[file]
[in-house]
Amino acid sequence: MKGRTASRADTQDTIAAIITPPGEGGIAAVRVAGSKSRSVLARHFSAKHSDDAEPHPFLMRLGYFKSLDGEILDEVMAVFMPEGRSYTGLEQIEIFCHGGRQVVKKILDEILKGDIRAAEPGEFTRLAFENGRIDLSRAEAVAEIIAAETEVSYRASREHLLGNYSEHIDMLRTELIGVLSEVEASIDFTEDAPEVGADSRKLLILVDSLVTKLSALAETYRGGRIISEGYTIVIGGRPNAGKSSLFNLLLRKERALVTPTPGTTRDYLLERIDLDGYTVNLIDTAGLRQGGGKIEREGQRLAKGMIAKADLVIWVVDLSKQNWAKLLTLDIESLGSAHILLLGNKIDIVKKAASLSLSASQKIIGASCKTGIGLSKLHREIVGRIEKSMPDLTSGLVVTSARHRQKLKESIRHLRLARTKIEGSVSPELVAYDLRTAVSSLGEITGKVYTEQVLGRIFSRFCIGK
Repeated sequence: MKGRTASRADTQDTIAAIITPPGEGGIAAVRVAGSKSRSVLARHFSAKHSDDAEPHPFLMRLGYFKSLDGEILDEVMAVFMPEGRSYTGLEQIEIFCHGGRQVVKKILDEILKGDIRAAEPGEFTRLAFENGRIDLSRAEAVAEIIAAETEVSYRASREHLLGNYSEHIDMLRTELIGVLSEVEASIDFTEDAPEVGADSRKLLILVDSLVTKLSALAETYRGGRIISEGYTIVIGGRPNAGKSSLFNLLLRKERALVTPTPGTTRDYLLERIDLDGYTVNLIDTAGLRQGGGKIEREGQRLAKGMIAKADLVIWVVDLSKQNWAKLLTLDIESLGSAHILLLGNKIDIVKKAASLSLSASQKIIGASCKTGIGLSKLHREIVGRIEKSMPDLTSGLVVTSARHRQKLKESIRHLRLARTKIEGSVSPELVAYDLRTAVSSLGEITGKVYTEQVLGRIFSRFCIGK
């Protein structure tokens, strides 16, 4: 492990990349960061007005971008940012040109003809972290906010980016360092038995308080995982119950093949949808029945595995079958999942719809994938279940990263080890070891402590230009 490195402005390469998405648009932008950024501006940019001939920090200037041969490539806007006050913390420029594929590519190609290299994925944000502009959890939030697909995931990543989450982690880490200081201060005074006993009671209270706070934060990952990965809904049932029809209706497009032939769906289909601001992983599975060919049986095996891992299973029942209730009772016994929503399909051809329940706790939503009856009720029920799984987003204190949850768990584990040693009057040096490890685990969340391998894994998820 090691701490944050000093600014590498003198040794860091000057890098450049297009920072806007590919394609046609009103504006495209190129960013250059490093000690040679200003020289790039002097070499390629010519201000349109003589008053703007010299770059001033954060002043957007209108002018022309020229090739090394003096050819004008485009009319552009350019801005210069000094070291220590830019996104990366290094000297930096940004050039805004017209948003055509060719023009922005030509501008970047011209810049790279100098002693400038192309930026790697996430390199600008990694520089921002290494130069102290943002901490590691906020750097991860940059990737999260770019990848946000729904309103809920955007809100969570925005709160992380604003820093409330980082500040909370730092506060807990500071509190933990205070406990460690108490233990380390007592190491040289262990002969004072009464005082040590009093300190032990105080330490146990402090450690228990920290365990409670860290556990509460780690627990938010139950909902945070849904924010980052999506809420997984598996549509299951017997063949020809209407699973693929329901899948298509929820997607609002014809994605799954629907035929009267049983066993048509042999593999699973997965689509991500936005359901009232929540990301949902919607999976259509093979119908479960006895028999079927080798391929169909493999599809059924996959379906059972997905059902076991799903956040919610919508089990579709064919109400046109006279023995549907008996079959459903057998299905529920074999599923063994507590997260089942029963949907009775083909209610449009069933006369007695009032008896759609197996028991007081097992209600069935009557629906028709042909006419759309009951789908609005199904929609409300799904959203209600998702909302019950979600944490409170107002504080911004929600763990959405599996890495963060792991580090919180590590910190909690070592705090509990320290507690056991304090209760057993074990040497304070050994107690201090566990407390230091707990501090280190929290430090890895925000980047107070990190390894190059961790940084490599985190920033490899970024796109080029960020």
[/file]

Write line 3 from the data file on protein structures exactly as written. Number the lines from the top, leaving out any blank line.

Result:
Repeated sequence: MKGRTASRADTQDTIAAIITPPGEGGIAAVRVAGSKSRSVLARHFSAKHSDDAEPHPFLMRLGYFKSLDGEILDEVMAVFMPEGRSYTGLEQIEIFCHGGRQVVKKILDEILKGDIRAAEPGEFTRLAFENGRIDLSRAEAVAEIIAAETEVSYRASREHLLGNYSEHIDMLRTELIGVLSEVEASIDFTEDAPEVGADSRKLLILVDSLVTKLSALAETYRGGRIISEGYTIVIGGRPNAGKSSLFNLLLRKERALVTPTPGTTRDYLLERIDLDGYTVNLIDTAGLRQGGGKIEREGQRLAKGMIAKADLVIWVVDLSKQNWAKLLTLDIESLGSAHILLLGNKIDIVKKAASLSLSASQKIIGASCKTGIGLSKLHREIVGRIEKSMPDLTSGLVVTSARHRQKLKESIRHLRLARTKIEGSVSPELVAYDLRTAVSSLGEITGKVYTEQVLGRIFSRFCIGK